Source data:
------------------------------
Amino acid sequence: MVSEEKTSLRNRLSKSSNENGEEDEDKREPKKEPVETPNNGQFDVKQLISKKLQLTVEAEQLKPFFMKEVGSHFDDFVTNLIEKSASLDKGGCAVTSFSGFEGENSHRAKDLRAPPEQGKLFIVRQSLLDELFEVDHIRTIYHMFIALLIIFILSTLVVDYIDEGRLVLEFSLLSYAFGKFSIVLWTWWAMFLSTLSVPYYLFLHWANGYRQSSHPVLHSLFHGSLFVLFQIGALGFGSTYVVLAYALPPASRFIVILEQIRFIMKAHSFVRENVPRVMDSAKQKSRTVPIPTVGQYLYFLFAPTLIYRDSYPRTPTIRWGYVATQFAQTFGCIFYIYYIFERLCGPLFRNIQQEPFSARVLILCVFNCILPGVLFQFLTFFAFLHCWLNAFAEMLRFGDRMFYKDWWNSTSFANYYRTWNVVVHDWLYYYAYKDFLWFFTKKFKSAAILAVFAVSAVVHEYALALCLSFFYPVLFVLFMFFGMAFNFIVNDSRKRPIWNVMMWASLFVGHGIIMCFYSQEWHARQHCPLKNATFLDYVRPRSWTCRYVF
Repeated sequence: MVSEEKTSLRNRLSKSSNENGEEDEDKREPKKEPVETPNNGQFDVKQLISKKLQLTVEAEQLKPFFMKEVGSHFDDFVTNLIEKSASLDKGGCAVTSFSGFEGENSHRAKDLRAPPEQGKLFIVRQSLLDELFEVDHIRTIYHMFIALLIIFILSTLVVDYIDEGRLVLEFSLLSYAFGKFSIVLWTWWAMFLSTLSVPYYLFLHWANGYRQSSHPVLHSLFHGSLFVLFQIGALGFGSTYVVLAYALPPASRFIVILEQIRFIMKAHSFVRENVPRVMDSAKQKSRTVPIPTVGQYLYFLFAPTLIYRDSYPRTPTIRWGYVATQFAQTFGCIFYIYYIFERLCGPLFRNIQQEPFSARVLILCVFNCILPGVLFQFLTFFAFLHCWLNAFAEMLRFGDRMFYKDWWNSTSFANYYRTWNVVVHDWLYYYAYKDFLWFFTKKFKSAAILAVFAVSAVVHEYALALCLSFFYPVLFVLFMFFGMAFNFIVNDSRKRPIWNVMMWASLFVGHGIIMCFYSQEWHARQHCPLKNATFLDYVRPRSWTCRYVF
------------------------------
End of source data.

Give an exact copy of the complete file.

Amino acid sequence: MVSEEKTSLRNRLSKSSNENGEEDEDKREPKKEPVETPNNGQFDVKQLISKKLQLTVEAEQLKPFFMKEVGSHFDDFVTNLIEKSASLDKGGCAVTSFSGFEGENSHRAKDLRAPPEQGKLFIVRQSLLDELFEVDHIRTIYHMFIALLIIFILSTLVVDYIDEGRLVLEFSLLSYAFGKFSIVLWTWWAMFLSTLSVPYYLFLHWANGYRQSSHPVLHSLFHGSLFVLFQIGALGFGSTYVVLAYALPPASRFIVILEQIRFIMKAHSFVRENVPRVMDSAKQKSRTVPIPTVGQYLYFLFAPTLIYRDSYPRTPTIRWGYVATQFAQTFGCIFYIYYIFERLCGPLFRNIQQEPFSARVLILCVFNCILPGVLFQFLTFFAFLHCWLNAFAEMLRFGDRMFYKDWWNSTSFANYYRTWNVVVHDWLYYYAYKDFLWFFTKKFKSAAILAVFAVSAVVHEYALALCLSFFYPVLFVLFMFFGMAFNFIVNDSRKRPIWNVMMWASLFVGHGIIMCFYSQEWHARQHCPLKNATFLDYVRPRSWTCRYVF
Repeated sequence: MVSEEKTSLRNRLSKSSNENGEEDEDKREPKKEPVETPNNGQFDVKQLISKKLQLTVEAEQLKPFFMKEVGSHFDDFVTNLIEKSASLDKGGCAVTSFSGFEGENSHRAKDLRAPPEQGKLFIVRQSLLDELFEVDHIRTIYHMFIALLIIFILSTLVVDYIDEGRLVLEFSLLSYAFGKFSIVLWTWWAMFLSTLSVPYYLFLHWANGYRQSSHPVLHSLFHGSLFVLFQIGALGFGSTYVVLAYALPPASRFIVILEQIRFIMKAHSFVRENVPRVMDSAKQKSRTVPIPTVGQYLYFLFAPTLIYRDSYPRTPTIRWGYVATQFAQTFGCIFYIYYIFERLCGPLFRNIQQEPFSARVLILCVFNCILPGVLFQFLTFFAFLHCWLNAFAEMLRFGDRMFYKDWWNSTSFANYYRTWNVVVHDWLYYYAYKDFLWFFTKKFKSAAILAVFAVSAVVHEYALALCLSFFYPVLFVLFMFFGMAFNFIVNDSRKRPIWNVMMWASLFVGHGIIMCFYSQEWHARQHCPLKNATFLDYVRPRSWTCRYVF